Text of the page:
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Nationalpark Room "A passion for Nature"

Nationalpark Room "A passion for Nature"

An exhibition project staged jointly by Gesäuse National Park and Admont Abbey

The entrance to Gesäuse National Park is sited just 7 km from the Natural History Museum at Admont Abbey. In his day, Father Gabriel Strobl was able to benefit from the geographical location of Admont as it gave him the opportunity to take extensive hiking tours. He was the originator of a local tradition of exploration of the natural world that is now continued in the form of the research undertaken by Gesäuse National Park as a public body. The passion with which Father Strobl botanised and studied insects can also be found in the researchers working at the National Park.

So, in view of this affinity, what could be more appropriate than for us to get together in active collaboration? A small permanent exhibition in the Natural History Museum of Admont Abbey attempts, by demonstrating the passion for their topic shown by naturalists, to stimulate the interest of visitors in the world of nature and specifically encourage them to visit the nearby Gesäuse National Park.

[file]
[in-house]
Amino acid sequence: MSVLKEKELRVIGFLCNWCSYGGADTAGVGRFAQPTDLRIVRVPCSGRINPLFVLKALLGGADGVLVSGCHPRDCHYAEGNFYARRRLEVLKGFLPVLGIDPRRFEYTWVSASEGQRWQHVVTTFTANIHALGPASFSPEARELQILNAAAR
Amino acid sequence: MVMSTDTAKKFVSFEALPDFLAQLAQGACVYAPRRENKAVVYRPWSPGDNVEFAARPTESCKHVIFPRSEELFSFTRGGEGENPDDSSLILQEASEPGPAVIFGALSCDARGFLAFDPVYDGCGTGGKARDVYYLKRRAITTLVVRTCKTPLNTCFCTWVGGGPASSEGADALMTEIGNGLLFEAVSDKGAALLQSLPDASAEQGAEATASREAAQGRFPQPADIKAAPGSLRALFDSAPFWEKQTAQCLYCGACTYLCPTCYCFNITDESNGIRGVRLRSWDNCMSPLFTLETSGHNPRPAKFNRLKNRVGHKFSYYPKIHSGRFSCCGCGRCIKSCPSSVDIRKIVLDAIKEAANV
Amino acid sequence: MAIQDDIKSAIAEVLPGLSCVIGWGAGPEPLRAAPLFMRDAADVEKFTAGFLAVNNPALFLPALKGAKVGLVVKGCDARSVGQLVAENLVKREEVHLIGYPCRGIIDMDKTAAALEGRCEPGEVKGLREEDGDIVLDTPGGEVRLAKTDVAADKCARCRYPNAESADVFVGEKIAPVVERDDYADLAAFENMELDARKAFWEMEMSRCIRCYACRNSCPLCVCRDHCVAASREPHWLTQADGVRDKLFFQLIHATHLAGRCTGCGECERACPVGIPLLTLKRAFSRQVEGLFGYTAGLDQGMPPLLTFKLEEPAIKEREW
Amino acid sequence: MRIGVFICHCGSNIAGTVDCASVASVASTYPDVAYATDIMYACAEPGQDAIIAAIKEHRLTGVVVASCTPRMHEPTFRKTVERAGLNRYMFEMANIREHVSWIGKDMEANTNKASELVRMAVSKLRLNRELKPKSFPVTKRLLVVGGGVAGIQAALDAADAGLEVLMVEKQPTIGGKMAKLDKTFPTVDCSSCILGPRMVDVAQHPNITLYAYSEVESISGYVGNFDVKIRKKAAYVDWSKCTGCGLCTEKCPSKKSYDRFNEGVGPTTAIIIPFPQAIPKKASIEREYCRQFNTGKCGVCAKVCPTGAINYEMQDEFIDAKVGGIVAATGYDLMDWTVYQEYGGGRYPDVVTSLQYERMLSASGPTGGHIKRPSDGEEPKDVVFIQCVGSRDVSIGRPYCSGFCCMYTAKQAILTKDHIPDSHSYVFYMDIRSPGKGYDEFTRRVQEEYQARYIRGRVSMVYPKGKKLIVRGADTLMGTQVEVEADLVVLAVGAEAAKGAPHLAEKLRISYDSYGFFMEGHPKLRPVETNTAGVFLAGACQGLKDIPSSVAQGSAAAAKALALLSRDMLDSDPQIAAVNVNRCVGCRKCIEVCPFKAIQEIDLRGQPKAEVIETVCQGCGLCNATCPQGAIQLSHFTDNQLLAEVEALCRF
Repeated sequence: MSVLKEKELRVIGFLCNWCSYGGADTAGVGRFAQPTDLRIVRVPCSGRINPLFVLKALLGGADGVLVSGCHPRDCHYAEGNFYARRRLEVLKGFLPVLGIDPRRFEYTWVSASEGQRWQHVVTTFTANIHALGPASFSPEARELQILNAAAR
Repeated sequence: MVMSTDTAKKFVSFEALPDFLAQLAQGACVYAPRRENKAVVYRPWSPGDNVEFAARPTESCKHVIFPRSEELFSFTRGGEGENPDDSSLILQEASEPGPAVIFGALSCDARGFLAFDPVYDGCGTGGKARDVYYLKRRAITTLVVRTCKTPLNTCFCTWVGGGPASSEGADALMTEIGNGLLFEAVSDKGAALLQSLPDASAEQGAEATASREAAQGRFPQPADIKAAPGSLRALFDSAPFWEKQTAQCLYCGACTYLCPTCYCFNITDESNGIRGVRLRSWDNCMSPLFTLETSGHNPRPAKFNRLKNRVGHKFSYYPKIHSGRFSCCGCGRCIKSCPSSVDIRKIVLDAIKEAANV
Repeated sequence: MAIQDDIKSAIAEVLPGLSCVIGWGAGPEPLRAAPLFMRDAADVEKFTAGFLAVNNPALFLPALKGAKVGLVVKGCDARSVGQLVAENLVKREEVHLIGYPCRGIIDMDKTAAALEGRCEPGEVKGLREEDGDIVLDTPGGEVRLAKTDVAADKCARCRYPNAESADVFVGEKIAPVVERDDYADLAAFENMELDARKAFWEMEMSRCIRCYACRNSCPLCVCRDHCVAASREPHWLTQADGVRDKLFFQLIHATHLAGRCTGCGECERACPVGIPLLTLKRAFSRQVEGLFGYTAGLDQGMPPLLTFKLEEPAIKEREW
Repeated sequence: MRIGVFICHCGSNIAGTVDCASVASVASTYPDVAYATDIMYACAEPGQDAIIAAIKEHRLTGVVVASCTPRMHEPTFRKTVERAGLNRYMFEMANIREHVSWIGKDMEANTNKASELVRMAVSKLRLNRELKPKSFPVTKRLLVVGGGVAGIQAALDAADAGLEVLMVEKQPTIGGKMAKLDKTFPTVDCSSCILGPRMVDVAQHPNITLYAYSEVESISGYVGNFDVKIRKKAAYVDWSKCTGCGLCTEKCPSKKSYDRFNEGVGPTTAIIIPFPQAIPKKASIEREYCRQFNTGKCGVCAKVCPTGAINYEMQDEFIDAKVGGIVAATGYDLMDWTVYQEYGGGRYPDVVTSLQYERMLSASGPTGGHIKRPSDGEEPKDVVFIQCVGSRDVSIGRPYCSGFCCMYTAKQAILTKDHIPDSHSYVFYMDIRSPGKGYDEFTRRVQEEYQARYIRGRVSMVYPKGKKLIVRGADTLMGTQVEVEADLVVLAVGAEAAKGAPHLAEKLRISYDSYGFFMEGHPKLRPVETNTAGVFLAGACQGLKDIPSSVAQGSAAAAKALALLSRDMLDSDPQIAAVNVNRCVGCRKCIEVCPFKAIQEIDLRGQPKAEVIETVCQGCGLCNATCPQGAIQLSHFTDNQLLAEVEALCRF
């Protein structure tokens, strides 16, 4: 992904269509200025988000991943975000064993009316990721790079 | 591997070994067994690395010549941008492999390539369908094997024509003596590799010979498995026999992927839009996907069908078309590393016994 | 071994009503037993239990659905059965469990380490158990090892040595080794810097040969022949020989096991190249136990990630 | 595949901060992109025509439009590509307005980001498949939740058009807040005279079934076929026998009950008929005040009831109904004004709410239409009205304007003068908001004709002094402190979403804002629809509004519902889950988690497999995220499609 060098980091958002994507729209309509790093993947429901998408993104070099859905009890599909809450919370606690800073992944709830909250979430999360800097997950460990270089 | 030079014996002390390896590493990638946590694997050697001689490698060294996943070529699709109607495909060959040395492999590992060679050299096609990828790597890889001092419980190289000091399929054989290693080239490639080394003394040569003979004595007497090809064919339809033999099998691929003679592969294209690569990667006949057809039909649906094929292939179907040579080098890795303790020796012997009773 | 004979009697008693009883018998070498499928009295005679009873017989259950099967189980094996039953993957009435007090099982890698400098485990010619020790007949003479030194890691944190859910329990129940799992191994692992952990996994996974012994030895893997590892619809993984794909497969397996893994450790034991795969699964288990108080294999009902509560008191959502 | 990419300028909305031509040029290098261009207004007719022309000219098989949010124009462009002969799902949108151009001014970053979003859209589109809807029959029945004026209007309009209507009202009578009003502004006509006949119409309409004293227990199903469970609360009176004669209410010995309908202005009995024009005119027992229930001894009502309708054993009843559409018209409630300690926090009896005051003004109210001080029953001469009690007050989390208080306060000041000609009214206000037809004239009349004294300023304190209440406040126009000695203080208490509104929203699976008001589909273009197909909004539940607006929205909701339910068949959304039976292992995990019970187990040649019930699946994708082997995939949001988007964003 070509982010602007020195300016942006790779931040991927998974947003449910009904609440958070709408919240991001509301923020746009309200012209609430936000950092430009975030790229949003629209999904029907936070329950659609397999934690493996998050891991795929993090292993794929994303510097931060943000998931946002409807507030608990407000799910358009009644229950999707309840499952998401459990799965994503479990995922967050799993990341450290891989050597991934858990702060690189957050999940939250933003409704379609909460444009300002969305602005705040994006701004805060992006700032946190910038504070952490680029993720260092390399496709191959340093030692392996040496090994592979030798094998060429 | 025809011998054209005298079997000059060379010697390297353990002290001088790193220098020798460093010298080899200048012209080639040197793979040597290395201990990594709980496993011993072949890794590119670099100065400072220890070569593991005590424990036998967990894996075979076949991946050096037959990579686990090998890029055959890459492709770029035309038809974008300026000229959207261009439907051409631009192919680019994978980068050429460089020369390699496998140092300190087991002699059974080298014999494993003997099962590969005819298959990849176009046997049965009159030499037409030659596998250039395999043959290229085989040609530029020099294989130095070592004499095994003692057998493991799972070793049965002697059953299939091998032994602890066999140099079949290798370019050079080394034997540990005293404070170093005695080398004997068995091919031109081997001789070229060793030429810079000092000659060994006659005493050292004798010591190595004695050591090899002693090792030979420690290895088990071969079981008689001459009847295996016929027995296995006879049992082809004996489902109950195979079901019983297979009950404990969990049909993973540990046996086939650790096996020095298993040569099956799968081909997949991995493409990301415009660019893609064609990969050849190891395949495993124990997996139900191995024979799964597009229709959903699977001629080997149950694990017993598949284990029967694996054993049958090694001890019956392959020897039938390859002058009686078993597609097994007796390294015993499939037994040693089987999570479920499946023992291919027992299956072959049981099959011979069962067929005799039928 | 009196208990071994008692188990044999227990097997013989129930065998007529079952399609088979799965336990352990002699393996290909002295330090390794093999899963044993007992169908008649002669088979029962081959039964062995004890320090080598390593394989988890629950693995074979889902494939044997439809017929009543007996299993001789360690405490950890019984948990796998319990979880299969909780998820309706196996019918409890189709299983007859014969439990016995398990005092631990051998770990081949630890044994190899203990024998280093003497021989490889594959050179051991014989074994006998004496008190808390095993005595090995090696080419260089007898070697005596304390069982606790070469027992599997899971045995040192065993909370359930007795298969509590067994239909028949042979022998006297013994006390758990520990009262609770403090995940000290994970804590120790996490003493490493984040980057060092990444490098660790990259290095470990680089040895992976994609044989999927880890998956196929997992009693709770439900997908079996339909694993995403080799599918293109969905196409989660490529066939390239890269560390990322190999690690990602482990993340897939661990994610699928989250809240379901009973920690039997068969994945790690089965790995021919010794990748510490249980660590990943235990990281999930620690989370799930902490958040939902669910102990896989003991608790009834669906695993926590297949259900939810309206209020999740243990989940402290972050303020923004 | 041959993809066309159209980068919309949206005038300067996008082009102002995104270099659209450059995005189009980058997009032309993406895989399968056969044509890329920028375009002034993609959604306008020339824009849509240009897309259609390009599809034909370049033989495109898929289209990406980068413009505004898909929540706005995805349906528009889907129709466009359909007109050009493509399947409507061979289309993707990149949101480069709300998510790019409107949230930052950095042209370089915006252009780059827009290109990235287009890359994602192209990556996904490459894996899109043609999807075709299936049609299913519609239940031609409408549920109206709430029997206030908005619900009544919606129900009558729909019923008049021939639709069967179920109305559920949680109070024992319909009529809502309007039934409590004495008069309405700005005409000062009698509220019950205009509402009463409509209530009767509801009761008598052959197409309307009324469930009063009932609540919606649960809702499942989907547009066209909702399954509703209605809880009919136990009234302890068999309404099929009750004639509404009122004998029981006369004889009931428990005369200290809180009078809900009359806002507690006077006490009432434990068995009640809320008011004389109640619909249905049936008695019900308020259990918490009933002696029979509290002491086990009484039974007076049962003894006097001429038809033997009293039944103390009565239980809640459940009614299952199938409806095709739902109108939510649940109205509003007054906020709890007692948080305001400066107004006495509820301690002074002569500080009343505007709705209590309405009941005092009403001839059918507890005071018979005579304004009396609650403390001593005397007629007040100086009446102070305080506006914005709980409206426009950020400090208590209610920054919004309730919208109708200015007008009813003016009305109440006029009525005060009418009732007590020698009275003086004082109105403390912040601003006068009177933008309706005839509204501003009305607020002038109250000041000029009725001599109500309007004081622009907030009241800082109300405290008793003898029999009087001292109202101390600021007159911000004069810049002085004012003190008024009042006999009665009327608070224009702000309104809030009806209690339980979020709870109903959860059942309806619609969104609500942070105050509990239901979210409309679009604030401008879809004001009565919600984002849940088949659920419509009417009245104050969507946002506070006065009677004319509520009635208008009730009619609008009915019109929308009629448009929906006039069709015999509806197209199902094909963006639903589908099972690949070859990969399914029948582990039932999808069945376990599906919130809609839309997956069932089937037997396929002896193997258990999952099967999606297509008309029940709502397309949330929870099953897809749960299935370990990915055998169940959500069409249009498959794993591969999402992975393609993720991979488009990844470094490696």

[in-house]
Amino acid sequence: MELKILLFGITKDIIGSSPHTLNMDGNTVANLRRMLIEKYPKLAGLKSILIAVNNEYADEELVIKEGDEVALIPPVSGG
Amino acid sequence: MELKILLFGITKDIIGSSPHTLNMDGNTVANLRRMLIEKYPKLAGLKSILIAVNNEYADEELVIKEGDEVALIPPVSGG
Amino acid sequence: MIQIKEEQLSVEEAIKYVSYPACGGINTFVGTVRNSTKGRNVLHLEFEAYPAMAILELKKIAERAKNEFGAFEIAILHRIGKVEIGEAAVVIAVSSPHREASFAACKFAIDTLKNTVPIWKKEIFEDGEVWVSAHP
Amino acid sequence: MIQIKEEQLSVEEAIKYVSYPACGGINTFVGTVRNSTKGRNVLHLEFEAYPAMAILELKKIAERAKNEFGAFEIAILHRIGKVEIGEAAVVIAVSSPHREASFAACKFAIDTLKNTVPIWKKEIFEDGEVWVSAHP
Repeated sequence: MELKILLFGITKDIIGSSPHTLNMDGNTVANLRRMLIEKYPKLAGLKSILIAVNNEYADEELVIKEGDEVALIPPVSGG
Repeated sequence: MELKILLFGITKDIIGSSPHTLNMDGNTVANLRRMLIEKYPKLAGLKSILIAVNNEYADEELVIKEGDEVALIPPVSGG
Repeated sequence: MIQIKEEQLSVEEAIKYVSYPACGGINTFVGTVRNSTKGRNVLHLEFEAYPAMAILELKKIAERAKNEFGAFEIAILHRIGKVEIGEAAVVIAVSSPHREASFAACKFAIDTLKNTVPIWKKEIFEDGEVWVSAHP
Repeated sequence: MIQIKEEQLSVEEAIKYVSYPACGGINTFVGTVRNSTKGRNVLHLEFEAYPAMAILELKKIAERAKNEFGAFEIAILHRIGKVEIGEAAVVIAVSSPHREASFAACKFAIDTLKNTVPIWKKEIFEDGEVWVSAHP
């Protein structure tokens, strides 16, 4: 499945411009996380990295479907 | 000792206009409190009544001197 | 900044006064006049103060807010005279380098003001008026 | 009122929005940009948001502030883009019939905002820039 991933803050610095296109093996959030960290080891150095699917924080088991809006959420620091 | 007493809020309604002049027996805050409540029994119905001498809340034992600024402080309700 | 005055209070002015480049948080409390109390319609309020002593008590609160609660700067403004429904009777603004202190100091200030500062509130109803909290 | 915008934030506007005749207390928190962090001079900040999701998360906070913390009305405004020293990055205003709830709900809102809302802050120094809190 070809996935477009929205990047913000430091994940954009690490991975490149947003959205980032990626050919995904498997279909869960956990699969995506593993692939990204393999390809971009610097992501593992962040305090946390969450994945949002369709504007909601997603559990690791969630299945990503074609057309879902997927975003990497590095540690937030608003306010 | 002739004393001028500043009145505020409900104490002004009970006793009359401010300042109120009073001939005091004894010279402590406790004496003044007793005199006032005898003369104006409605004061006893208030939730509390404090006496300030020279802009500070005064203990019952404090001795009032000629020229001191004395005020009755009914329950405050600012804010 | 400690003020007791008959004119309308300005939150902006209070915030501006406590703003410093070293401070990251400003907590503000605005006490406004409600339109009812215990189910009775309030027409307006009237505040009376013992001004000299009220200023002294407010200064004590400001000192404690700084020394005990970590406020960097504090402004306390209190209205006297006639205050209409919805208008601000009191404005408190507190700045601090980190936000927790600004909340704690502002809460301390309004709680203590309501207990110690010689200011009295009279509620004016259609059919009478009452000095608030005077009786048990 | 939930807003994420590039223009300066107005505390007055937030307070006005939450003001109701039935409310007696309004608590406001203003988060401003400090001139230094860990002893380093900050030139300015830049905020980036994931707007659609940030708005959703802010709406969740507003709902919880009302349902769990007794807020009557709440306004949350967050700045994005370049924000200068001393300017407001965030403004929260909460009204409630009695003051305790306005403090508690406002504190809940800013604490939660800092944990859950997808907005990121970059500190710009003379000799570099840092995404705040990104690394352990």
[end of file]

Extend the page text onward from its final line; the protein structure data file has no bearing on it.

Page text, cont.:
The intention of the exhibition is not to describe the various flora and fauna to be found in the National Park ‒ there is simply not enough space available for that. What it does is profile naturalists currently working in the field and showcase a selection of small but fascinating natural wonders. “It is remarkable how many creatures live wild and free though secret in the woods…” (H.D. Thoreau in Walden).

‘A passion for Nature’ concentrates on a small number of aspects that are not so immediately apparent in their natural habitat. It is the responsibility of the exhibition team to omit and abbreviate ‒ no easy task. In addition to dealing with research into the natural world, the exhibition makes reference to another feature to be found at Admont Abbey, its ‘Beyond Seeing’ collection, and is the venue for an acoustic work.

The composer Thomas Gorbach, a native of the nearby Grosses Walsertal (now a UNESCO biosphere reserve), has devised an ‘Acousmonium’, a spatial-acoustic piece that integrates sounds recorded in Gesäuse National Park. The unique feature of this soundscape is that it reacts to the presence and movement of visitors, making the sounds into a fourth dimension of experience in the room.

The team has here come up with a quite innovative concept ‒ the combination of outstanding visual impressions and the original sound experience will doubtless remain long in the memories of the visitors.

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(up from 8th Century)
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